Nine: The Manic Depressive Coach. Last week you were up. This week you are down. Take your pills regularly and coach me when you are balanced.
Ten: The Insecure Coach. Please stop asking me how the session is going every minute. It is not going well. You are fired.
ALTERNATIVE: It is fine to check in with the client from time to time to make sure they are getting value. Do this at the end of every session, and schedule a review of the coaching engagement every couple of months.
Eleven: The Book Reviewer. I am not paying you to tell me which books to read. Amazon does that very well for a much lower hourly rate.
ALTERNATIVE: If you are going to recommend a book, bring a copy of the book — or a review of the book to save time — to the client as a gift. Clients are extremely busy and not all of them love to read, so don’t pick more than a couple of books during an engagement unless the client explicitly tells you that they love reading.
Twelve: The Jargon Coach. I am delighted that you know about the neurochemistry of co-created relationships via emotional high-stakes self-organizing. Now get out of my office.
ALTERNATIVE: Use plain language.
Thirteen: The Secret/Woo Woo Coach. Glad you loved The Secret. This is executive coaching. I have to report to my Board of Directors next week. Should I tell them that they don’t know the secret to attracting a good strategic plan from the universe?
ALTERNATIVE: Use methodologies that are proven, practical, and that will resonate with an executive and leadership audience.
Fourteen: Death By Open Ended Questions. We get it: To get your International Coach Federation designation you had to show an ICF-approved mentor coach that you could ask lots of open-ended questions. Now get into the real world. Show me that you can connect with me and that you understand my world. Give me an insight or two that shows me that you are more than an expensive waste of time.
ALTERNATIVE: It is important to explore issues with clients by asking open-ended questions. Be sure that you also can bring value to the table by offering your own observations and insights.
Fifteen: The “I Want to Learn Your Business on Your Dime” Coach. Stop trying to understand my business. I’ve been at it for 25 years. I hired you to help me relate better with my team and have more impact when I communicate. I didn’t hire you so that I could mentor you to take over for me after I retire.
Sixteen: The “I Just Took a Transformational Coaching Program and Now I Will Transform Your Life, Too” Coach. I appreciate that you had a transformational experience recently and that you got complete with your relationship with your father. But that doesn’t mean that you can suddenly turn into a transformational guru, and give me the same experience in a few hours of coaching. Stop telling me about ontology and start helping me get results for my business.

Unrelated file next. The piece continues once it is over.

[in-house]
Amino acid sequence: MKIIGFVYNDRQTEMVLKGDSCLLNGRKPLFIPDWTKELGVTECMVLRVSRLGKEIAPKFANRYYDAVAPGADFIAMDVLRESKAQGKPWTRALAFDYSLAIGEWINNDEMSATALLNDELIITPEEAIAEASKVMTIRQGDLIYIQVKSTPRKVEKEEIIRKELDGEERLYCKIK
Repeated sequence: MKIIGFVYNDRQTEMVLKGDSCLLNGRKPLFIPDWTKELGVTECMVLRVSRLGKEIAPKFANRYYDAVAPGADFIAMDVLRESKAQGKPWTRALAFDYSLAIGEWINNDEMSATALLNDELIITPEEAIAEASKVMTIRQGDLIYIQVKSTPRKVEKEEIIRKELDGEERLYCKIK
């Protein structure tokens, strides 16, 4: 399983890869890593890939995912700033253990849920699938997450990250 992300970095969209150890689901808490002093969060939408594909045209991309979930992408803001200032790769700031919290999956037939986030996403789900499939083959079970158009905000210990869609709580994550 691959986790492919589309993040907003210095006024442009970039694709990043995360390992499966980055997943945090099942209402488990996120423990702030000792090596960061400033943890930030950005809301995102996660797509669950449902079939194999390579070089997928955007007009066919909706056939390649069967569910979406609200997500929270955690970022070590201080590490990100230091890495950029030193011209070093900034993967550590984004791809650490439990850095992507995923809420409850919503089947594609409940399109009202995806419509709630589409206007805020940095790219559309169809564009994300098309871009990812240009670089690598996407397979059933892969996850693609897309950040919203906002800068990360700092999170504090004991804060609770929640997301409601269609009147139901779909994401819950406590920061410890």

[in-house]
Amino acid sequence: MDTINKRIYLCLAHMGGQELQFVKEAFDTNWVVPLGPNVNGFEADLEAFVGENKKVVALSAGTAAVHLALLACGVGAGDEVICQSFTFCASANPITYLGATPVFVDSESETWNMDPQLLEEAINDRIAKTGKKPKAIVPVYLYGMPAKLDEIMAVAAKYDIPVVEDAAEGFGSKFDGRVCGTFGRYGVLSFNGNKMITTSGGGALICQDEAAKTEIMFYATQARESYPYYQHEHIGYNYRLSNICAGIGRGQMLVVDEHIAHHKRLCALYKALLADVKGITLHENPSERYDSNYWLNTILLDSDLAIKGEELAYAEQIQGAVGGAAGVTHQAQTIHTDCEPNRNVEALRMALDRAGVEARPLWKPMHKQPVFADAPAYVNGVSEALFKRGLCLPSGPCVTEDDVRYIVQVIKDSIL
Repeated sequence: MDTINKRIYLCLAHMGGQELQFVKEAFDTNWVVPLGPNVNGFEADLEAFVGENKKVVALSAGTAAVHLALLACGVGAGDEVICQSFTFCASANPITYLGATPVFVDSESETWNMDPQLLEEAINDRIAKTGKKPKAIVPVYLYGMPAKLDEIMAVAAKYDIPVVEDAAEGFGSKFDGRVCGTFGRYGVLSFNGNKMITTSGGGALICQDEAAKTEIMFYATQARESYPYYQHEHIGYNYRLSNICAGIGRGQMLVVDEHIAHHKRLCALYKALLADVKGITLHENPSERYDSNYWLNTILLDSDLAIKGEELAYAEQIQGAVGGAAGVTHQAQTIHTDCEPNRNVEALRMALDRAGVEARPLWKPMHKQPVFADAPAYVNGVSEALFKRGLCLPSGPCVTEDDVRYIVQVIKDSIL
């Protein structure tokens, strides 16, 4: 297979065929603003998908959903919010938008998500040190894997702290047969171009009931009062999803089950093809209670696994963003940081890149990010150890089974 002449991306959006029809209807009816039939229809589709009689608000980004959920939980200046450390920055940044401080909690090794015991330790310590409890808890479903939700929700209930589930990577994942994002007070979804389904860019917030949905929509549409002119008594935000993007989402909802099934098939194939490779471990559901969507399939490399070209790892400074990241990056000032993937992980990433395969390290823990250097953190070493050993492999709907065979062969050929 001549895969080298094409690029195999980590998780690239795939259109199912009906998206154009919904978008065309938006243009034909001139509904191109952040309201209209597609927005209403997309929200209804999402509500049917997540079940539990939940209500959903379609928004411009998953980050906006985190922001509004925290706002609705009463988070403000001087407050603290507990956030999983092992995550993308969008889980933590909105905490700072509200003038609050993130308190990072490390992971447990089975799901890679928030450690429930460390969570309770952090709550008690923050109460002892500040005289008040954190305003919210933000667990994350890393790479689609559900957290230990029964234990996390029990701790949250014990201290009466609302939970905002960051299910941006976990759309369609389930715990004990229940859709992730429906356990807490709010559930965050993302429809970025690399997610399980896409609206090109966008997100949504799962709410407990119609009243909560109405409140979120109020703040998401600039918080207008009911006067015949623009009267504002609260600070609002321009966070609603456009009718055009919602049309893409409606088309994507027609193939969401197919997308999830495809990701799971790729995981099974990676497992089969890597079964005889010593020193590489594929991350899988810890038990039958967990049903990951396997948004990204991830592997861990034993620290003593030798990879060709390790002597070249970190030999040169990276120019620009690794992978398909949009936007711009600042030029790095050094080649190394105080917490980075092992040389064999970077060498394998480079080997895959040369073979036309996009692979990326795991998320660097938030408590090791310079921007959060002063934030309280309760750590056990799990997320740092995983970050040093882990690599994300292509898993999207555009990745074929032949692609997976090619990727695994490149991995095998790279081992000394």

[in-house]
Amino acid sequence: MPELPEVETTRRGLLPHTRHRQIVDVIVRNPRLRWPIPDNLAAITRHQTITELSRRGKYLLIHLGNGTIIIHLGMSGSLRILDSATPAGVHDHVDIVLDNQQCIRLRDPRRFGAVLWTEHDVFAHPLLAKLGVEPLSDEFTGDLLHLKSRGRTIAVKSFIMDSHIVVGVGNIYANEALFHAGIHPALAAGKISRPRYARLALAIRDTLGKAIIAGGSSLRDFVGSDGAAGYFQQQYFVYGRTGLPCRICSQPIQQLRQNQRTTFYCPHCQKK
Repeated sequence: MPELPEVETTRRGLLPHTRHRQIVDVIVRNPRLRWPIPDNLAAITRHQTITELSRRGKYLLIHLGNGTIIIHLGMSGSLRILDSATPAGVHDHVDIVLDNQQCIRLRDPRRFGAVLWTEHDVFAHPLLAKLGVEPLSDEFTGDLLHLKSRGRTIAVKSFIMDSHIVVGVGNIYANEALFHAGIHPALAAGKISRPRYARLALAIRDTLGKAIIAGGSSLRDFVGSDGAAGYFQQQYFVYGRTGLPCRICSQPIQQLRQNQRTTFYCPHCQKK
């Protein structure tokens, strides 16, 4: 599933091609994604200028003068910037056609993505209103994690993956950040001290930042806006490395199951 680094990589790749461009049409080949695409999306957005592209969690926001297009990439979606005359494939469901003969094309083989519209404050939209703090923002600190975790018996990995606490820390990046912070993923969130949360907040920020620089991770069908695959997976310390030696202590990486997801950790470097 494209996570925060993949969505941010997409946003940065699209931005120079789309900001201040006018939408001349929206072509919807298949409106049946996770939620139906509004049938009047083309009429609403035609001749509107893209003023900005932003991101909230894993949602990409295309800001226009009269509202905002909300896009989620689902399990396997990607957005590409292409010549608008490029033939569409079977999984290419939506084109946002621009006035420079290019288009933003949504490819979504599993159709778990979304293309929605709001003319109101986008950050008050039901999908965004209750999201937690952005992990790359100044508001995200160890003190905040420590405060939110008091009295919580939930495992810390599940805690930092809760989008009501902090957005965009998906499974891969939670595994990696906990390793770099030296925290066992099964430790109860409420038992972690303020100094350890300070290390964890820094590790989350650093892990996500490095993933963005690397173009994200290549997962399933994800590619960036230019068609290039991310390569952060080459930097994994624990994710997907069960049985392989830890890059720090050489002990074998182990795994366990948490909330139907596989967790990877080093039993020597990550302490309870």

ALTERNATIVE: While you might get into what coaches call transformational approaches, focus less on your own transformational journey and more on the client’s goals, challenges, and ways of looking at their world. Avoid stilted transformational jargon.
Seventeen: The Super Pushy Coach. I fully understand what you would do if you were in my shoes. I get that you are impatient and could do my job better than me. Please stop pushing me. I have my own style, concerns, challenges, and doubts. Let me figure things out at my own pace, please, and find solutions that fit my style.
ALTERNATIVE: Let the client find solutions that work for them, for their style, and at their pace.
Eighteen: The Confidentiality Breaker. This is the worst coach of all. This coach was the classroom snitch in elementary school. He or she will blab everything you say back to your boss and damage your career. The first coach I ever had in a corporate setting violated my confidence by reporting one of our conversations to my boss, the CEO. She caused a lot of harm to our relationship. On the other hand, I thank her, because now I maintain client confidentiality in my work at all costs.
ALTERNATIVE: Before any engagement set strict, explicity rules about confidentiality and do not ever break those rules. Coaching requires a safe environment. Confidentiality makes the environment safe, and must be protected.
Again, please don’t be one of these annoying and ineffective coaches. Get the tools, methodologies, and approaches that get results in a market that demands nothing less, and that won’t tolerate fluff or incompetence. Join the Center for Executive Coaching today for the best practices in practical, results-driven coaching that is based on what the market expects and demands.
Andrew Neitlich, Founder and Director